What happens to youth too old for foster care? Affordable housing project in Des Moines to provide an answer

Des Moines Register • November 29, 2020

A new 42-unit apartment building will provide affordable housing for young people who have aged out of foster care yet continue to need counseling services and support as they attend college. 

The Sixth Avenue Flats, to be built on a vacant lot at 1230 Sixth Ave. in Des Moines, is a partnership between Hatch Development Group, Kiernan Development and Youth & Shelter Services, a nonprofit organization that serves youth through mentorship programs, addiction recovery and crisis housing. 

YSS also serves as the lead agency of the Iowa Aftercare Services Network, a statewide program that provides support to young people between the ages of 18 and 23 who are too old to remain in foster care. 

The project will provide affordable housing, including loft space for residential and commercial use, for former foster children. It also will provide office space for YSS counseling services and, under a partnership with Des Moines Area Community College, academic and financial counseling.

DMACC, which currently enrolls 100 students who have aged out of foster care, is located just a half mile southwest of the development.

“Finding affordable housing to accommodate transition age homeless youth is tough, and then ensuring they have the transportation to connect with services and education adds to the complexity,” Andrew Allen, president and CEO of YSS, said in a news release. “This new project will simplify connecting these kids to safe and affordable housing, quality education and employment through the live-work lofts, three key factors to success.”

Jack Hatch, president and CEO of Hatch Development Group and a former state senator, said he’s hopeful the proximity to DMACC will help ensure tenants have access to higher education.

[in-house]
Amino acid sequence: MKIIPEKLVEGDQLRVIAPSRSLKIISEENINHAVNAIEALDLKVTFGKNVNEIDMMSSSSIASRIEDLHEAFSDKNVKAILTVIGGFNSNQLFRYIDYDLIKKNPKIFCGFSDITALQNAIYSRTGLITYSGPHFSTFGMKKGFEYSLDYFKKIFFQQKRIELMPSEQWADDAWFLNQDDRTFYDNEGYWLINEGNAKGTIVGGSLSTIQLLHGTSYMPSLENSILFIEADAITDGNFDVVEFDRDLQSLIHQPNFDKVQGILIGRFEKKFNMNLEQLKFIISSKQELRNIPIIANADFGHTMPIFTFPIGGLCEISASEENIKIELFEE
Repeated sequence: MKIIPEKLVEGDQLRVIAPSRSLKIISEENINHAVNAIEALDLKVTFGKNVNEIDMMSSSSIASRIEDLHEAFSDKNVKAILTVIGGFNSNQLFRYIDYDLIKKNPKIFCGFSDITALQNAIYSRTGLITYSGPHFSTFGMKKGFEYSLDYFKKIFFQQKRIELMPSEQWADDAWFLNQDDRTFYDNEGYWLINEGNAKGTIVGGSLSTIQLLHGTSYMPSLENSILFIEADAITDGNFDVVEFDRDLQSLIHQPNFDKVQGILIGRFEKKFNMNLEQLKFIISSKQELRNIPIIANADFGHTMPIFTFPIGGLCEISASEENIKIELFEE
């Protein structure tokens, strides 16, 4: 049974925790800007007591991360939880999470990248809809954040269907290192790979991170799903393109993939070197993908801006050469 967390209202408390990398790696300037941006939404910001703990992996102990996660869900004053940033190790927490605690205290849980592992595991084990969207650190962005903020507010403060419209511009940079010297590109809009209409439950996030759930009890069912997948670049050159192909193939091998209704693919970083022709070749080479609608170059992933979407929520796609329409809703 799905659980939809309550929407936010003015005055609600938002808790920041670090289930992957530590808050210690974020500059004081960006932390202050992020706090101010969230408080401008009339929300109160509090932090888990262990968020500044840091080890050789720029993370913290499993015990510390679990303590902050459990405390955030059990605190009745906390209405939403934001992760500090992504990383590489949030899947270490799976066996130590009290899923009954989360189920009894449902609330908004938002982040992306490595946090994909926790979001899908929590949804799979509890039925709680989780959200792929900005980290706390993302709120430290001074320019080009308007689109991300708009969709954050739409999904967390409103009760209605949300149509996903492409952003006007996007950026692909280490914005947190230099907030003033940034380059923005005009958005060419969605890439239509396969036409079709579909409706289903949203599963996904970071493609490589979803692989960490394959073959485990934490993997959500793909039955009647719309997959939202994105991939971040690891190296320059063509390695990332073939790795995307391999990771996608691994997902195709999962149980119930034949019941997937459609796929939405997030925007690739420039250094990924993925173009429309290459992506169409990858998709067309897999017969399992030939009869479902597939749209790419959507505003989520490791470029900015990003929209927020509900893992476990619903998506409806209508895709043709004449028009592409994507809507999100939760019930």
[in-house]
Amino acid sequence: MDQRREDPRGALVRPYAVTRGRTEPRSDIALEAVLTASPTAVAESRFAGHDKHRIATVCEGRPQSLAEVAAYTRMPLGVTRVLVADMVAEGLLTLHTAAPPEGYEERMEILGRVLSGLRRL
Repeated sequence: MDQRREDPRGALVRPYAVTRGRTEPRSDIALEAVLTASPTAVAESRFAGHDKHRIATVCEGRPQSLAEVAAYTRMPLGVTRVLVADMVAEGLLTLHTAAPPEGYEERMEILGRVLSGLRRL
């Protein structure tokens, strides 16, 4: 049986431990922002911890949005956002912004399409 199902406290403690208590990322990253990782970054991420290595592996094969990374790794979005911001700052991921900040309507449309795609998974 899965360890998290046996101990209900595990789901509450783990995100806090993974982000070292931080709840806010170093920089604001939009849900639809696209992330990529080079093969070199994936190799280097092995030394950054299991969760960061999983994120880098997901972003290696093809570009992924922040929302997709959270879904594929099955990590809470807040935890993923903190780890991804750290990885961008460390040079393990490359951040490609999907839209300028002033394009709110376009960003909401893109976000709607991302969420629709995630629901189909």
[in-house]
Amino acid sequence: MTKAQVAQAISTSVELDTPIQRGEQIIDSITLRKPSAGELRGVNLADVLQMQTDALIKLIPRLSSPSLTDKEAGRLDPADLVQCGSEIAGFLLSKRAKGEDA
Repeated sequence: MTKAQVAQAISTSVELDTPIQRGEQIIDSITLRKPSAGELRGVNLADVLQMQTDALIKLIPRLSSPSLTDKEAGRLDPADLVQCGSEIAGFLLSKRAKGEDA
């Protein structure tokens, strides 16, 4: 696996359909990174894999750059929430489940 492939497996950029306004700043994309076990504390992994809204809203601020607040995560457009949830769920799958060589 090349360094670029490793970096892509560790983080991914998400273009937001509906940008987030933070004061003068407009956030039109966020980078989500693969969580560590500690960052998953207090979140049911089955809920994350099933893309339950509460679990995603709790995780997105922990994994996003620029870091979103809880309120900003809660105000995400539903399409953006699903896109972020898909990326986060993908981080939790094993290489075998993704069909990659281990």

As a senator, Hatch helped develop the All Iowa Opportunity Scholarship program, which gives up to eight full-time semester scholarships to Iowa undergraduate students. It prioritizes financial aid to students who have aged out of the foster care system or the State Training School or were adopted from the foster care system after age 16. 

The maximum award amount varies each year; in 2020-21 it is $4,644 per student.

“Countless studies show that getting these vulnerable young people supportive services along with education and housing, increases their chances for long-term economic success, happiness and independence,” Hatch said in a news release.

The apartments, which include 36 units in the upper four stories and six live-work lofts on the street level, will be open to anyone who qualifies as a low-income resident, earning 60% of the area median income. 

But it’s likely the units will be filled by young adults transitioning from foster care. In 2019, YSS found housing for more than 200 young people who had aged out of the system and were facing homelessness, Allen said.

Rents will range from $550 for a one-bedroom unit to $650 for two bedrooms.

The live-work lofts on the ground floor will have street-level access, serving as commercial storefronts for the tenants who will live in the unit’s upper-story loft. It’s the same model as Hatch’s East Village Square project, 333 E. Grand Ave.

The $8.5 million project received financing through the Iowa Finance Authority’s Low-Income Housing Tax Credits program, with private investment from WNC, Inc. a California investment group.

Construction will begin in spring 2021 and the building is expected to open the following year.

Kim Norvell covers growth and development for the Register. Reach her at knorvell@dmreg.com or 515-284-8259. Follow her on Twitter @KimNorvellDMR.